There has been a lot of buzz recently on whether the Senate should modify its rules about the filibuster. Despite the fact that nearly every poll indicates that the American people overwhelmingly are “pro-health” in that they support the Medicare for All option, the Senate has been held hostage by a vocal and virulent minority. Doing the math from the 2008 state-by-state population estimates as listed in Wikipedia, in the worst case, if senators from the 20 least-populous states decide to filibuster a bill, they would represent 18% of the total population. This hardly seems fair or even reasonable.
Of course, the make up of the Senate is inherently non-democratic. Wyoming, the least populous state has the same number of Senators as California, the most populous. Each Wyoming voter has 69 times more clout in the Senate than her counterpart from California. In the 1790 Census (the first census after the ratification of the Constitution), this ratio between the most and least populous states was 13:1, albeit using the “3/5” rule when counting slaves. I wonder if the Founding Fathers would have established such an unfair and undemocratic system if they could foresee such a disparity.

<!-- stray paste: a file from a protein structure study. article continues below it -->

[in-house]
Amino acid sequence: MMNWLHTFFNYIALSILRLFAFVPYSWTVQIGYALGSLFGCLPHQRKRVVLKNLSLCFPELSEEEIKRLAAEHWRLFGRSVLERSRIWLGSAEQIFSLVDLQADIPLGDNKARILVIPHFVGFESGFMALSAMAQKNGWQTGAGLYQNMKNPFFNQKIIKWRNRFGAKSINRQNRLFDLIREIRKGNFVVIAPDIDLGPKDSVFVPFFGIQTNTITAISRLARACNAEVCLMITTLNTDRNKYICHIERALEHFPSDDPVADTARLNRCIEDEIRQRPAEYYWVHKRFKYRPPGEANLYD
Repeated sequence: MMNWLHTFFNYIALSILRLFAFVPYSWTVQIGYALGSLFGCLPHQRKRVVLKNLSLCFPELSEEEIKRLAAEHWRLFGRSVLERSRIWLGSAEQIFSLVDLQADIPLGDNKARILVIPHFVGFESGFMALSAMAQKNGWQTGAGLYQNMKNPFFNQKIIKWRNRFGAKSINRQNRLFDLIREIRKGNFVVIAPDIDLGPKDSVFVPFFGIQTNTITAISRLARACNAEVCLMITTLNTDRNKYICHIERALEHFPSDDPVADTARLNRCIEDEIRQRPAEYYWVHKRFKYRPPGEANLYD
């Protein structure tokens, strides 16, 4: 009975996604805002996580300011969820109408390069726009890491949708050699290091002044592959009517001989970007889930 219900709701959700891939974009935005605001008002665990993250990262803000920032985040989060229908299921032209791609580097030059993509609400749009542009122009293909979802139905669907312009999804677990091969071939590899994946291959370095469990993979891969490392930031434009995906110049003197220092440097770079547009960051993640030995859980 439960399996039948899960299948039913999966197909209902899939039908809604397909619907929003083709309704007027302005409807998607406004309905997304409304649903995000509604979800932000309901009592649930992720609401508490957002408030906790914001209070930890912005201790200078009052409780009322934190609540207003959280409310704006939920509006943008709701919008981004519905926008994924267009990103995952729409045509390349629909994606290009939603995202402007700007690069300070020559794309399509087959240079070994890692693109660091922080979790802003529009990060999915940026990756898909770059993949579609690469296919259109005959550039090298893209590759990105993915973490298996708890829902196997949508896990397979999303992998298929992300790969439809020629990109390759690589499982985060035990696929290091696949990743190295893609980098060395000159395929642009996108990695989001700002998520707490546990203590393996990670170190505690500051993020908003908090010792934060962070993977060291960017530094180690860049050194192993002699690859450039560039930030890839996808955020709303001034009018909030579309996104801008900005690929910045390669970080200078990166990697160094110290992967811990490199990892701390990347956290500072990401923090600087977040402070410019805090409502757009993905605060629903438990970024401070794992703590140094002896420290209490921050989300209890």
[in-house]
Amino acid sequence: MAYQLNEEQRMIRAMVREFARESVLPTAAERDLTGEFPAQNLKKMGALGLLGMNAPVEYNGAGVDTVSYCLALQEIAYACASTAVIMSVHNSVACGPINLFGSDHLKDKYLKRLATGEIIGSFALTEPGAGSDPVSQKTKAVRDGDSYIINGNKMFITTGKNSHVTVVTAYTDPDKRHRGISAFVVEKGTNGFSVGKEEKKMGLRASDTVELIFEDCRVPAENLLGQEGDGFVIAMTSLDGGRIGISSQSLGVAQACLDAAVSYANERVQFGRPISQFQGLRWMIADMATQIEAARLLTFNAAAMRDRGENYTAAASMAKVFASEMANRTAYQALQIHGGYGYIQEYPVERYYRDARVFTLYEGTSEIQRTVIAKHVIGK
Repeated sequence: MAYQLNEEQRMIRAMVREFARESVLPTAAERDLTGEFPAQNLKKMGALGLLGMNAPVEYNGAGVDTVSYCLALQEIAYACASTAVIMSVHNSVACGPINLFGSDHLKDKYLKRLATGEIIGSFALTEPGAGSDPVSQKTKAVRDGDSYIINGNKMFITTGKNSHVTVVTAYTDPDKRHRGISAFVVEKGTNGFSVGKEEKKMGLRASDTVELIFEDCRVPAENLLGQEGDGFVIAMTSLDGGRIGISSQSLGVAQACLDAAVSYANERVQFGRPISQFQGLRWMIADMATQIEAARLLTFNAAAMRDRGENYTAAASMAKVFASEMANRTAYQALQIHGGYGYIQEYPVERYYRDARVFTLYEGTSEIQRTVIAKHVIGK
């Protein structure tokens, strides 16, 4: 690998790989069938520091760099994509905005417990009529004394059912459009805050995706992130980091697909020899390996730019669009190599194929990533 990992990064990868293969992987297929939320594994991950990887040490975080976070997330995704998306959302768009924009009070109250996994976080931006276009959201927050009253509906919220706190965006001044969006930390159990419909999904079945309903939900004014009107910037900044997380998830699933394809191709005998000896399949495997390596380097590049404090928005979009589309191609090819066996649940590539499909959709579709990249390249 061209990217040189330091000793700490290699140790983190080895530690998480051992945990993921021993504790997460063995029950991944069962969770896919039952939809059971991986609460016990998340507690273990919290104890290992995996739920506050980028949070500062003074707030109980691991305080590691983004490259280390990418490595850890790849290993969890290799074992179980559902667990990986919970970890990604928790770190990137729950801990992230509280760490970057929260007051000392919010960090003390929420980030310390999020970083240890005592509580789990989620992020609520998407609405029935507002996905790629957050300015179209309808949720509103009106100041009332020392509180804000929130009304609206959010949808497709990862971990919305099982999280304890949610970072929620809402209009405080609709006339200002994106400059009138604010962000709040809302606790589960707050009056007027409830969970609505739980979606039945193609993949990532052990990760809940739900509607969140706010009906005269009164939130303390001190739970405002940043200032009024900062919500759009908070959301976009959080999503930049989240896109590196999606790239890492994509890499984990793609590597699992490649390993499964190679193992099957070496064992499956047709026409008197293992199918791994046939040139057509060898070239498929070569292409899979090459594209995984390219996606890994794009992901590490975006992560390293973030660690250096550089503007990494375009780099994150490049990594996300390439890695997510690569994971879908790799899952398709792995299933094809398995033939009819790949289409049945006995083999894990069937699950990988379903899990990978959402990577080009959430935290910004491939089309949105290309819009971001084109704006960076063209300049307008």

If the Senate feels it needs to retain the filibuster (and there are reasonable grounds to argue that some sort of filibuster is necessary), they should change the rules for cloture as follows: Cloture may be invoked if Senators representing 60% of the Electoral Vote are in favor of cloture. Each Senator’s vote would be weighted by ½ the number of Electoral Votes in his or her state. This would still skew the power toward those states with smaller population (because each state has a minimum of 3 Electoral Votes, regardless of its population), but would help eliminate the “tyranny of the minority” that we see today.